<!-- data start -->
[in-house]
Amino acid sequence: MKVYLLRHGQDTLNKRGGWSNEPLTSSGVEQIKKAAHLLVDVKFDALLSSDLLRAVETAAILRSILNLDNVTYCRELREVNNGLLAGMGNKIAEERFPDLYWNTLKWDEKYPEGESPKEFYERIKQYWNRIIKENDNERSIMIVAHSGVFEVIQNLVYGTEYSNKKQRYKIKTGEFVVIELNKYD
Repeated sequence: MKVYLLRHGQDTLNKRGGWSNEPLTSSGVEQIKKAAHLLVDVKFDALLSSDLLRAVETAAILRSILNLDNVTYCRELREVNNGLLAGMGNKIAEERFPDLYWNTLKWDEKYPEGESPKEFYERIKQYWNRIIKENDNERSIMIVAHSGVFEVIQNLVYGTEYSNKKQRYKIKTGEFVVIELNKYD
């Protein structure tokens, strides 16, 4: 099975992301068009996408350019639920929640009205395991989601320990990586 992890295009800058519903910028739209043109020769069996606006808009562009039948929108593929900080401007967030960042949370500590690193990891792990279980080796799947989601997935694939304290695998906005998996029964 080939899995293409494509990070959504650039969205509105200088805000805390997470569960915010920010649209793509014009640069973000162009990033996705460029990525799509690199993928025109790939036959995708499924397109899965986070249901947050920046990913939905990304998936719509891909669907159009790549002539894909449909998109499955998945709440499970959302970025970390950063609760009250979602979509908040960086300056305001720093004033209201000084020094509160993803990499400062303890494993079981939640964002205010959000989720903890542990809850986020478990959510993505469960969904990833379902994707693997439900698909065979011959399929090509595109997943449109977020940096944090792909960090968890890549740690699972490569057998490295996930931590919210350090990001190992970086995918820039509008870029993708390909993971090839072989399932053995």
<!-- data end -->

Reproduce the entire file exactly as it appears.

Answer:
[in-house]
Amino acid sequence: MKVYLLRHGQDTLNKRGGWSNEPLTSSGVEQIKKAAHLLVDVKFDALLSSDLLRAVETAAILRSILNLDNVTYCRELREVNNGLLAGMGNKIAEERFPDLYWNTLKWDEKYPEGESPKEFYERIKQYWNRIIKENDNERSIMIVAHSGVFEVIQNLVYGTEYSNKKQRYKIKTGEFVVIELNKYD
Repeated sequence: MKVYLLRHGQDTLNKRGGWSNEPLTSSGVEQIKKAAHLLVDVKFDALLSSDLLRAVETAAILRSILNLDNVTYCRELREVNNGLLAGMGNKIAEERFPDLYWNTLKWDEKYPEGESPKEFYERIKQYWNRIIKENDNERSIMIVAHSGVFEVIQNLVYGTEYSNKKQRYKIKTGEFVVIELNKYD
């Protein structure tokens, strides 16, 4: 099975992301068009996408350019639920929640009205395991989601320990990586 992890295009800058519903910028739209043109020769069996606006808009562009039948929108593929900080401007967030960042949370500590690193990891792990279980080796799947989601997935694939304290695998906005998996029964 080939899995293409494509990070959504650039969205509105200088805000805390997470569960915010920010649209793509014009640069973000162009990033996705460029990525799509690199993928025109790939036959995708499924397109899965986070249901947050920046990913939905990304998936719509891909669907159009790549002539894909449909998109499955998945709440499970959302970025970390950063609760009250979602979509908040960086300056305001720093004033209201000084020094509160993803990499400062303890494993079981939640964002205010959000989720903890542990809850986020478990959510993505469960969904990833379902994707693997439900698909065979011959399929090509595109997943449109977020940096944090792909960090968890890549740690699972490569057998490295996930931590919210350090990001190992970086995918820039509008870029993708390909993971090839072989399932053995």